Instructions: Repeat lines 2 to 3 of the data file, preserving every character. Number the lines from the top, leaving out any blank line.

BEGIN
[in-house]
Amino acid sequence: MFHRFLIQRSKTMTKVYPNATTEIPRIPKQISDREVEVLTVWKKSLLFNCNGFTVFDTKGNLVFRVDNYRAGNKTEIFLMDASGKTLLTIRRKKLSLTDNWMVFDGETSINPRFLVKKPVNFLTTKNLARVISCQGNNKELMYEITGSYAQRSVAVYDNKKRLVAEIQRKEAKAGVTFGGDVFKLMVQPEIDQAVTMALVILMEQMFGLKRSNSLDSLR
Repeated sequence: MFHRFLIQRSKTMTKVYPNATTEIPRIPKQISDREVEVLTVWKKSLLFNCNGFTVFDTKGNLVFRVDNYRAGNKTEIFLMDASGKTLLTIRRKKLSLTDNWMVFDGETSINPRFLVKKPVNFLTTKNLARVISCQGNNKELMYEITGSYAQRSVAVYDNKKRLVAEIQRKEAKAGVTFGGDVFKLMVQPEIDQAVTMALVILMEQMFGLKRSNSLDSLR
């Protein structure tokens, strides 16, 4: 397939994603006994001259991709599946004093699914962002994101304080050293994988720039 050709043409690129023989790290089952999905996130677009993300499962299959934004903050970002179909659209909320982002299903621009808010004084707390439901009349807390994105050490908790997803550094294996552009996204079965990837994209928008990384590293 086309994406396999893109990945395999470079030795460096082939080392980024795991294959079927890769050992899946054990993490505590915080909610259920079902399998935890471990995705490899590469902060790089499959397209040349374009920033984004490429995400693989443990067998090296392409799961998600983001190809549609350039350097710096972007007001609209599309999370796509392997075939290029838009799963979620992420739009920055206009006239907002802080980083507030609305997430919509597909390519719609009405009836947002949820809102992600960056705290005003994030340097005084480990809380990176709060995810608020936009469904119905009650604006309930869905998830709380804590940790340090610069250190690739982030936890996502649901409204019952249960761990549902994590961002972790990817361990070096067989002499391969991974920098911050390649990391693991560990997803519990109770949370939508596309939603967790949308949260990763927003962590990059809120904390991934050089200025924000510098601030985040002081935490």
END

Amino acid sequence: MFHRFLIQRSKTMTKVYPNATTEIPRIPKQISDREVEVLTVWKKSLLFNCNGFTVFDTKGNLVFRVDNYRAGNKTEIFLMDASGKTLLTIRRKKLSLTDNWMVFDGETSINPRFLVKKPVNFLTTKNLARVISCQGNNKELMYEITGSYAQRSVAVYDNKKRLVAEIQRKEAKAGVTFGGDVFKLMVQPEIDQAVTMALVILMEQMFGLKRSNSLDSLR
Repeated sequence: MFHRFLIQRSKTMTKVYPNATTEIPRIPKQISDREVEVLTVWKKSLLFNCNGFTVFDTKGNLVFRVDNYRAGNKTEIFLMDASGKTLLTIRRKKLSLTDNWMVFDGETSINPRFLVKKPVNFLTTKNLARVISCQGNNKELMYEITGSYAQRSVAVYDNKKRLVAEIQRKEAKAGVTFGGDVFKLMVQPEIDQAVTMALVILMEQMFGLKRSNSLDSLR